A grey dawn greets us; a stark, monochromatic world is waiting for us as we wake, languid and mottled, and emerge from our tents. The night’s mist and rain lies heavy in the air around us, on our tents, heavy on our souls. We are pilgrims setting foot on sacred land, a group of cowering vagrants, little more than ants to some sort of greater power that lurks in the mountains opposite our camp.
We dress and breakfast in silent reverie, paying mental tribute to the to the scene we’ve found ourselves in. Stretching before us are miles and miles of untapped perfection: rolling fields and an imposing range, flanked by a large lake filled with crystal water. Camp breaks and we head off, north, a cavalcade of monks heading to some distant and foreign chapel, our worship is our photography, our prayers are punctuated with the rhythmic slapping of boot on dirt.
We pass the lake, stopping for a meal of hummus and pita bread. Some of our party ventures a swim, though the lake is freezing cold. They lay, on backs and on stomachs and swim through the waters while the skies rotate about us; we all feel closer here, more human than ever before, it’s an addiction and we’re all addicts on the floor with needles in our arms and eyes bursting out of sockets.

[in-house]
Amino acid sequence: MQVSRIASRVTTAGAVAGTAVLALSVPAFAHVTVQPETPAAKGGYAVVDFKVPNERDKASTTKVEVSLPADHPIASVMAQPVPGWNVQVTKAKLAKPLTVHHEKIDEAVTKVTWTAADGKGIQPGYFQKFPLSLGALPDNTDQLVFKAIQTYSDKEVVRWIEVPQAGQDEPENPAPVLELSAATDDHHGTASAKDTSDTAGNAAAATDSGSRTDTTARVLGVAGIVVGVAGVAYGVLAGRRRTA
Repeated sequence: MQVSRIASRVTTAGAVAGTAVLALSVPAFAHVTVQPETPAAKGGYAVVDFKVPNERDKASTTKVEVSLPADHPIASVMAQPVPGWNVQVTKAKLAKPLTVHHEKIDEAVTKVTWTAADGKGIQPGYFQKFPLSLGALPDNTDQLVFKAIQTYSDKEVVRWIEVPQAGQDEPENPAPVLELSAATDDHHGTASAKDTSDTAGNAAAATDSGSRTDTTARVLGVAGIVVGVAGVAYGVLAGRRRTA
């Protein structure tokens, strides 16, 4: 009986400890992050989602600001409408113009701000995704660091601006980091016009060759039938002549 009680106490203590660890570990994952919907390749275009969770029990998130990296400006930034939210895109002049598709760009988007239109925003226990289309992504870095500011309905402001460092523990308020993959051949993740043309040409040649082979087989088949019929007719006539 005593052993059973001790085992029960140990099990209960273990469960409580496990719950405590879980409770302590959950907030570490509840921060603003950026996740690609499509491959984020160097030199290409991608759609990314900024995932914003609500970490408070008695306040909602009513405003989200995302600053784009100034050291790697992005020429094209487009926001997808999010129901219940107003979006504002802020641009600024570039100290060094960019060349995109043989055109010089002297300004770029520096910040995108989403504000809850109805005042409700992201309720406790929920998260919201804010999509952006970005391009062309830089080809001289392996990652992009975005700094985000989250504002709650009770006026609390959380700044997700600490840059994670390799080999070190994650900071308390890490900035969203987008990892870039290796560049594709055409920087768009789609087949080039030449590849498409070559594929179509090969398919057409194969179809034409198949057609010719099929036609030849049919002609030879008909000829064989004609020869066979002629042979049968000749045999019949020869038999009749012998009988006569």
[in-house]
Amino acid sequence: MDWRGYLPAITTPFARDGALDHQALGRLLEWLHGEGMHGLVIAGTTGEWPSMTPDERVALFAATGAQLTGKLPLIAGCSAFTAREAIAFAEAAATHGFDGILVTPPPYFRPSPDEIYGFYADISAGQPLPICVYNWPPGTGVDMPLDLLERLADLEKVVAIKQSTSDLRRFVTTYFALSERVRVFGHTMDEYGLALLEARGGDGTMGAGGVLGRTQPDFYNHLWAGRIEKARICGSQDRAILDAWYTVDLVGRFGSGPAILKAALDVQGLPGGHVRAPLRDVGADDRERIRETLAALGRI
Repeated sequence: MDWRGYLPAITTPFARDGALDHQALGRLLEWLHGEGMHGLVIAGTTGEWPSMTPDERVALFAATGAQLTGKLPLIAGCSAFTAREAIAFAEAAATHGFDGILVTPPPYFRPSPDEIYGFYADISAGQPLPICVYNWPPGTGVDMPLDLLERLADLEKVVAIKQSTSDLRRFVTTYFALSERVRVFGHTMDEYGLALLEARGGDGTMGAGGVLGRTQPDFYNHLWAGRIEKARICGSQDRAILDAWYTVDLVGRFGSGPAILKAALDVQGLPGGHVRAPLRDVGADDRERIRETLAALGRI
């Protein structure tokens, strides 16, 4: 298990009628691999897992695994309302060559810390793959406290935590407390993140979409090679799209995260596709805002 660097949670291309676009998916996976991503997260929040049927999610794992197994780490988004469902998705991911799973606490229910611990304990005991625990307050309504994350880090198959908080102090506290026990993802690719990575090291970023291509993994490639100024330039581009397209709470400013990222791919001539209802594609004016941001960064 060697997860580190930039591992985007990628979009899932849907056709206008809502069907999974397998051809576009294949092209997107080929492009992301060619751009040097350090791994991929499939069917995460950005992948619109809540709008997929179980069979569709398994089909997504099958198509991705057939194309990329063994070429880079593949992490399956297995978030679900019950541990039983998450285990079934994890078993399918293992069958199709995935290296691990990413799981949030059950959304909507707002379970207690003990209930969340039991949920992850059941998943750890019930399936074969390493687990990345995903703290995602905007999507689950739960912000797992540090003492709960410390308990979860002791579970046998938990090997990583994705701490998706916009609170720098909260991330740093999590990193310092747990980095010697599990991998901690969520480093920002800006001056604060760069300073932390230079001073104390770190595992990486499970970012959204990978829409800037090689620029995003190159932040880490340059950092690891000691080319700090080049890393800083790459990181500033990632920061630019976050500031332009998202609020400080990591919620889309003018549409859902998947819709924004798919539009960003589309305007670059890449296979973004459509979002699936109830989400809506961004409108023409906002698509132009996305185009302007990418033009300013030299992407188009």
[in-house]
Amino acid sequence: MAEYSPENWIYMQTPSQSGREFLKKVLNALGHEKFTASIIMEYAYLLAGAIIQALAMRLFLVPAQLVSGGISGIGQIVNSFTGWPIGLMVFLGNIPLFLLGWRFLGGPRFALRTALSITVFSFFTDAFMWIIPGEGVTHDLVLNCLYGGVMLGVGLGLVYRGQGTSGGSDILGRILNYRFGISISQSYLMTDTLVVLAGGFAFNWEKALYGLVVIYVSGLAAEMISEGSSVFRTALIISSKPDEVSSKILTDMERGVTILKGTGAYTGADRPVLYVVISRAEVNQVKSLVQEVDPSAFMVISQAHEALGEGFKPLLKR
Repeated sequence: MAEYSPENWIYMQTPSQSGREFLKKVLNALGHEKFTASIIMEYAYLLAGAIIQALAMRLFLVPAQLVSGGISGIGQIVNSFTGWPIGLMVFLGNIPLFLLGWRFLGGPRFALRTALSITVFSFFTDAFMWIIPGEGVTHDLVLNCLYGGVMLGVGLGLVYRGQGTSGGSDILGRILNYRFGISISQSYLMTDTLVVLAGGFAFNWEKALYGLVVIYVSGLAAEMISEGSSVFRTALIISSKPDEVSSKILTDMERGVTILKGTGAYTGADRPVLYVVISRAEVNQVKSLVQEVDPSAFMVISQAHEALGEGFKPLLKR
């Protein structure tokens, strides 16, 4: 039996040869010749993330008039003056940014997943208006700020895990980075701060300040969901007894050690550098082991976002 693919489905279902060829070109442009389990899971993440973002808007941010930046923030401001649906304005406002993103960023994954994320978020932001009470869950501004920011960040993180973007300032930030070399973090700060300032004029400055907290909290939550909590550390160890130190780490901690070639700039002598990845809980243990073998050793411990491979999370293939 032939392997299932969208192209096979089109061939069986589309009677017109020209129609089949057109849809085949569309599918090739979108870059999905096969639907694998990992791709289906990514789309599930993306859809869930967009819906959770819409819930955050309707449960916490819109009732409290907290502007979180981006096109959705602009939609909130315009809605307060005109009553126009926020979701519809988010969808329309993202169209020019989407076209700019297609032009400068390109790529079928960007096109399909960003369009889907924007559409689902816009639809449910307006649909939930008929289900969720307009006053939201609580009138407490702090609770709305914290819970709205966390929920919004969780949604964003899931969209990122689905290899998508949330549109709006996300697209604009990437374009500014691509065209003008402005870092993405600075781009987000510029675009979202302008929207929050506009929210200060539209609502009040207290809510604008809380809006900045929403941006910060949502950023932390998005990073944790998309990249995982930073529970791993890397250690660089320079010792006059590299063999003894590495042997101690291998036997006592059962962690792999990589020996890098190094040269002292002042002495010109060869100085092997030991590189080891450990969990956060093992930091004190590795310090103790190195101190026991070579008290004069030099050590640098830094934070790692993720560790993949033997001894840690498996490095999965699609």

Time seems to move slower up here, near the spine of the world. It seems like forever we’ve hiked, if we were born here in these mountains none of us would be the wiser. My pack becomes an appendage, an extension of my being. We move as one through the undergrowth, nearing the mountain range, though the mystic day’s lights are leaving us like some fleeting ghost leaving a widowed lover. At our backs it beats us on, master to mules, plowing an endless range. We beat on, ever forward into the night.
We break the night’s camp with a high, heavy moon watching; some ghastly outsider viewing us like so many creatures in a terrarium. Sheepishly we laugh, our breathes stolen from us by the majesty of the world around us. We share stories and food by the fire, though we can’t warm our souls or take our minds off the day’s journey. One by one, we retire, with the night growing thicker around us, creeping into every crevice and seam within our tents and bodies.